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Friday 23 July 2010

iPhone Data Leakage

Having discovered that my iPhone was ‘mysteriously’ accessing my mobile operator’s cellular network and sending/receiving small amounts of data, I decided to investigate. The first concern is that this was costing me money as my iPhone was actually connected (or not) to my Wi-Fi network so had no business accessing 3G (or Edge) at the time.

The first port of call (if you’ll excuse the appalling pun) was my mobile carrier’s support number. A charming person on the other end came to the conclusion that there was a problem with my phone and I should get it exchanged (free of charge, of course).

I duly went to my local shop and got my iPhone exchanged for a brand new one. After carrying out a full reset (you wouldn’t want anyone getting hold of your data, would you?) I got my brand new iPhone, and even got a new screen protector… I was in a bit of a hurry so I offered to apply it myself.

Later on that day I checked the phone’s data usage and yet again found that there was data leaking onto the cellular network. Again there was a call to the support unit, this time to someone far less charming, who suggested that I should not worry as the amount ‘leakage’ was small and would be covered by my ‘free’ data package, and if I really wanted to stop the leakage 100% then all I had to do was put the phone in ‘flight mode’. Things now took a turn for the worse as I don’t like people taking the proverbial. I politely (well as politely as I could) explained to the Jackboot Toting Customer Facing (Remote) Support Advisor (they all have fancy titles) that, firstly, putting my phone in flight mode was equivalent to no longer having a phone and, secondly, unless I was very mistaken, there are no ‘free’ data units as I have a contract that includes data units and that there is a charge for that contract. Before hanging up I suggested to the JTCF(R)SA that I write an App that would turn an iPhone into a colonoscopy camera as this may well be of great use to him, considering what I was suggesting doing with the iPhone.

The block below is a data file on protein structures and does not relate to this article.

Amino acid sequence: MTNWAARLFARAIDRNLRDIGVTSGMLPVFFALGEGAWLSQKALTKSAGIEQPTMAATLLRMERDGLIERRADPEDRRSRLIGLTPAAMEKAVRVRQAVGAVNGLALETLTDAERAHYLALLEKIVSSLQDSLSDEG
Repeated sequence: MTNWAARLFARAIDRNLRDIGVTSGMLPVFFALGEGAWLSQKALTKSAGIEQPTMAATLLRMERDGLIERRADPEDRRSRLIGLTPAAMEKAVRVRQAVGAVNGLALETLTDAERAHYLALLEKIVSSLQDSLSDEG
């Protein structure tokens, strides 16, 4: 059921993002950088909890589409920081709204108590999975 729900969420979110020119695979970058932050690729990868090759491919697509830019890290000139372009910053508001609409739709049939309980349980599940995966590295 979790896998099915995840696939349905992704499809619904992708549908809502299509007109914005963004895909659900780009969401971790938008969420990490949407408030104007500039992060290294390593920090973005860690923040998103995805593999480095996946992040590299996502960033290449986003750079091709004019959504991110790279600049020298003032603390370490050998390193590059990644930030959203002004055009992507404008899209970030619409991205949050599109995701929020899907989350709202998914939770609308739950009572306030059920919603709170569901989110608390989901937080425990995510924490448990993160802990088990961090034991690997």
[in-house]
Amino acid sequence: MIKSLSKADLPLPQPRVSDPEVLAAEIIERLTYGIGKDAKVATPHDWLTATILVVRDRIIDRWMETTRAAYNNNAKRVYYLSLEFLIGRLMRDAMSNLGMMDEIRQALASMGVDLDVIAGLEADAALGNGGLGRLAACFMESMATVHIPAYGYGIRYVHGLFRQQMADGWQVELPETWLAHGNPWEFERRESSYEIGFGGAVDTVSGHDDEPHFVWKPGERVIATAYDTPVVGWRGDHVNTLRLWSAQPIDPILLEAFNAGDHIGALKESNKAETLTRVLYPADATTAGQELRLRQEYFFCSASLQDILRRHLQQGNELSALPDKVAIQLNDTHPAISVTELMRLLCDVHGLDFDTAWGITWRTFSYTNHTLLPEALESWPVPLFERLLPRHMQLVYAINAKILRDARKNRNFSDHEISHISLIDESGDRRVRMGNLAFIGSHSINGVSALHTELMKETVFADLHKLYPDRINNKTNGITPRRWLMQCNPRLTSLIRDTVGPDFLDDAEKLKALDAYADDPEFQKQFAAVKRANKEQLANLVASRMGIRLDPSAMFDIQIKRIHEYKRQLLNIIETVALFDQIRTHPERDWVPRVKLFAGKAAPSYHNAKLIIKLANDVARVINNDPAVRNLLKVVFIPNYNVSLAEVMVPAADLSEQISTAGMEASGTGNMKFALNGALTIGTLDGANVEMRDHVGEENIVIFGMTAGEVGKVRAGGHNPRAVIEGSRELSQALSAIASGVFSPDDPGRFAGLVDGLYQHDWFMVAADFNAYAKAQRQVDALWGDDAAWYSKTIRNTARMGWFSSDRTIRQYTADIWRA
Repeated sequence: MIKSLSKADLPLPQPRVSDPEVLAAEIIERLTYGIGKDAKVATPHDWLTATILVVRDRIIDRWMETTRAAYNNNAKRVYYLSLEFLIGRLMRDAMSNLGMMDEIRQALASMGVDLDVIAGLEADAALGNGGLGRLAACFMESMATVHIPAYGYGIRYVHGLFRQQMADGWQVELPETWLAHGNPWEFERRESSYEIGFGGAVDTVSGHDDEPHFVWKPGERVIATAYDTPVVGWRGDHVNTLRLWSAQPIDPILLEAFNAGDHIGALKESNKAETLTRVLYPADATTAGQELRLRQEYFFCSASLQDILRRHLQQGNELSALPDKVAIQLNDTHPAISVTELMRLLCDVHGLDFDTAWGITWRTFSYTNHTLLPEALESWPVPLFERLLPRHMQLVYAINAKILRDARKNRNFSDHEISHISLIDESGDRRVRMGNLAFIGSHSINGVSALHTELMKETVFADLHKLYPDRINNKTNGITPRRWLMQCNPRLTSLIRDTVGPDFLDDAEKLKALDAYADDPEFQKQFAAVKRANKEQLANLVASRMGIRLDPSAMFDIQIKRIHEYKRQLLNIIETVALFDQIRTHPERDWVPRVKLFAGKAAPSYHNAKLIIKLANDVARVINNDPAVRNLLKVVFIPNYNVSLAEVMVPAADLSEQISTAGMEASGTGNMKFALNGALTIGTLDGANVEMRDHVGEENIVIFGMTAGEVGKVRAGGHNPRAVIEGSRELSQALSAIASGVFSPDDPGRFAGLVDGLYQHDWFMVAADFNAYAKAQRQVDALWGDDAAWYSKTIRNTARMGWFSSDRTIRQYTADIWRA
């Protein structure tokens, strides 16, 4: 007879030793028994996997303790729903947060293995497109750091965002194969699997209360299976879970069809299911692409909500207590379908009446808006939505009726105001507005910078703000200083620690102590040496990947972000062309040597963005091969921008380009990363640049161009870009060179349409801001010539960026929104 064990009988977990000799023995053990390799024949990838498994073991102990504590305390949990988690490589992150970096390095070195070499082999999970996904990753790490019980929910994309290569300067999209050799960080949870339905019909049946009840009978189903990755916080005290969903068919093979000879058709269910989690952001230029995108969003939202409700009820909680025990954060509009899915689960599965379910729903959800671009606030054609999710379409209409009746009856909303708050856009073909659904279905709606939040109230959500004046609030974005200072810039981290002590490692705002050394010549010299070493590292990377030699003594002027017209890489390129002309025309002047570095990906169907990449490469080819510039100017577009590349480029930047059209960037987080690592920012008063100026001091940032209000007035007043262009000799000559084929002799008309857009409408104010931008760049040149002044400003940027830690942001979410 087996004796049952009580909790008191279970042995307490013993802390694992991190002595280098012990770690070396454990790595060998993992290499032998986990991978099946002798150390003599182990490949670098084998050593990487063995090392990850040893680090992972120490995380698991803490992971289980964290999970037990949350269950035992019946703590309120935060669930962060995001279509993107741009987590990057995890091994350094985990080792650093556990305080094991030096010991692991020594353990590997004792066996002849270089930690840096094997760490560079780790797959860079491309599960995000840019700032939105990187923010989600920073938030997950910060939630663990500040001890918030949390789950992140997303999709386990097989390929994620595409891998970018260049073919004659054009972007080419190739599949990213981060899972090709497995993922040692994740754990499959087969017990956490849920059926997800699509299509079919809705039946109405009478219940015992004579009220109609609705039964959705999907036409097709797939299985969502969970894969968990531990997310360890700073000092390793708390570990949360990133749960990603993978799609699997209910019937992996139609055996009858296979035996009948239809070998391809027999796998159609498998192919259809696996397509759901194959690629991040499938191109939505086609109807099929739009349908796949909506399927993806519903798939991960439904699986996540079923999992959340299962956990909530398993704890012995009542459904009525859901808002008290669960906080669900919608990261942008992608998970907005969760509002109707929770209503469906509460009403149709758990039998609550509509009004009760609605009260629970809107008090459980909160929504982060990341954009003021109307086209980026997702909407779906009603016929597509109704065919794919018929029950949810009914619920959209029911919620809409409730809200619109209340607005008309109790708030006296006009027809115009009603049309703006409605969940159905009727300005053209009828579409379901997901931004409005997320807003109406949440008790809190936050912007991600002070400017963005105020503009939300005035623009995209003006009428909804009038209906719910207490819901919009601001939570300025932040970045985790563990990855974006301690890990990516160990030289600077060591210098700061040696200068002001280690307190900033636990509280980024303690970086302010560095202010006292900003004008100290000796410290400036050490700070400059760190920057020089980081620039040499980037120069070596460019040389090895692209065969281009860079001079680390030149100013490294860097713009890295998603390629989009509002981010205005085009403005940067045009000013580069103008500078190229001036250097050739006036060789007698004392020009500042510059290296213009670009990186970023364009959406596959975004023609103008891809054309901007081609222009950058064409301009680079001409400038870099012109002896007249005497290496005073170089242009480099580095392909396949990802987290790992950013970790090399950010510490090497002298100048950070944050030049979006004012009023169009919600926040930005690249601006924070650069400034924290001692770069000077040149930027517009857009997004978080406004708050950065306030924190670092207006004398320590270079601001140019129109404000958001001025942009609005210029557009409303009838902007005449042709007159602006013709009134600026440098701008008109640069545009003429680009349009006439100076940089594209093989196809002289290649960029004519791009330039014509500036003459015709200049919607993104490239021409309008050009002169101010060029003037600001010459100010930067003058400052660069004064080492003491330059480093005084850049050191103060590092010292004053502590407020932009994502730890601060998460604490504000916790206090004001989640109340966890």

There then followed a moment of quiet reflection (on my part at least).

I decided to upgrade my iPhone from iOS 3 to iOS 4.0.1 (version 4.0 had caused Apps on my iPad to stop functioning so there was no way I would have upgraded before). I was delighted to find that there is a new option at Settings/General/Network called ‘Cellular Data’. Turn this switch to off and the problem is solved (obviously it needs to be turned on when not connected to Wi-Fi). There is now absolutely no data leakage onto the cellular network and my so-called free data units can be used as I choose. Problem solved.

The moral of the story is that if you want to stop being ripped off then you need to upgrade (free) your iPhone to iOS 4.0.1 and then turn off Cellular Data.

Sunday 11 July 2010